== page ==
Monday, June 29, 2015

Lost and Found: Emmy & Oliver

Emmy & Oliver by Robin Benway
Harper Teen, 2015

*ARC provided by the author - Thank You! This in no way impacted my opinions of this book.*

Emmy and Oliver weren't just next door neighbors when they were kids, they were best friends. But everything changed when they were seven years old and Oliver's father kidnapped him. Overnight their sleepy little town went on high alert, and no one more so than Emmy's parents. But Emmy never forgot her friend - she couldn't even if she wanted to. While the search parties eventually dwindled, their worry didn't. Ten years later, the incredibly early curfews and expectation that she'll attend community college so she'll still live at home have pushed Emmy into secret applications and surfing behind their backs. But then everything changes again when Oliver is found, comes home, and doesn't really remember the girl next door at all, but she's exactly who he needs.

While I've only read one other of Benway's books (her debut, Audrey, Wait!), I completely loved it and was jumping at the chance to get to read this. From the summary alone, I could tell it would be something I'd enjoy: guy and girl friendships, childhood friends, growing pains, finding your own voice - and it was all here. Emmy is a smart girl but she's not perfect, and neither are her life-long friends Caro and Drew. It was refreshing to see what I felt like was a realistic look at teens - in my experience, many of them really are good kids, but that doesn't mean they're perfect. The Triangle (as they call themselves) felt fully formed. Two of my favorite scenes were when Emmy declares "what's wrong with being like other girls?" and when the trio is genuinely trying to understand a directive from their parents but can't follow the muddled grown-up logic at all.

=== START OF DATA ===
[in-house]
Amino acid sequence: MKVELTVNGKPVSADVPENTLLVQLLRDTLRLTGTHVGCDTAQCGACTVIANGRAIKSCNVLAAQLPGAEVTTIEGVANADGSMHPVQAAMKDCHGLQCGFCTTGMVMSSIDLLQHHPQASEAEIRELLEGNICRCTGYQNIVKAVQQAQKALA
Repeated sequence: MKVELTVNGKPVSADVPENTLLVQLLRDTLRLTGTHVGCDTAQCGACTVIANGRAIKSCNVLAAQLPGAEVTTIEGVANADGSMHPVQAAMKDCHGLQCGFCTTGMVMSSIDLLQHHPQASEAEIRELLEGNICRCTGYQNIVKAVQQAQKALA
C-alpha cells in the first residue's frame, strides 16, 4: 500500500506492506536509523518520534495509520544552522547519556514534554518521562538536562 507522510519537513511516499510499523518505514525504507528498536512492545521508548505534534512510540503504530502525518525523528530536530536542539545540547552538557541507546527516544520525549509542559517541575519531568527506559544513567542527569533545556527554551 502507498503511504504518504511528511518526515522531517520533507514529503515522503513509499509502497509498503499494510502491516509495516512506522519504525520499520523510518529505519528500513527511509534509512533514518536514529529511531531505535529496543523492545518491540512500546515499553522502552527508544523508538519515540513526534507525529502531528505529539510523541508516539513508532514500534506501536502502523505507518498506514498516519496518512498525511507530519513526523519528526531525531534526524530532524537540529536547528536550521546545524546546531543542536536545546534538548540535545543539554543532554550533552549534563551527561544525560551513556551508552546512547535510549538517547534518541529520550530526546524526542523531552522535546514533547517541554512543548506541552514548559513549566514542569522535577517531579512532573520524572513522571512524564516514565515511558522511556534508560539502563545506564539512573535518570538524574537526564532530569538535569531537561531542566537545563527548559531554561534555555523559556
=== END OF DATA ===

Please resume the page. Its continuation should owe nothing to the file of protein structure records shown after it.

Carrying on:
And of course, there's Oliver, another good kid without whom this story wouldn't happen. Benway does a good job letting the audience get to know this boy well before he actually comes back into the picture, and then redefining him again since readers, like Emmy, haven't known the person he's become in the past ten years. While it's understandable that he plays his cards close to his chest, I would have liked to have known a bit more what was going on in his head a la Heather Demetrios' Josh in I'll Meet You There. At times, the story felt a bit rushed or that there was the potential to go a little deeper, however, the story still worked really well. I sympathized with this character and all he's been through, constantly having to be the one to pay the price for something he never asked for.

All in all, this was a solid contemporary story taking on an issue that happens far too often but is rarely discussed, especially in young adult literature. I can especially see this book being a big hit in the hands of Sarah Dessen fans or any reader who likes books that take on a bad situation but can also find the silver lining.

Comments welcome, and, as always, happy reading!

Robin Benway's Website
Robin Benway on Twitter

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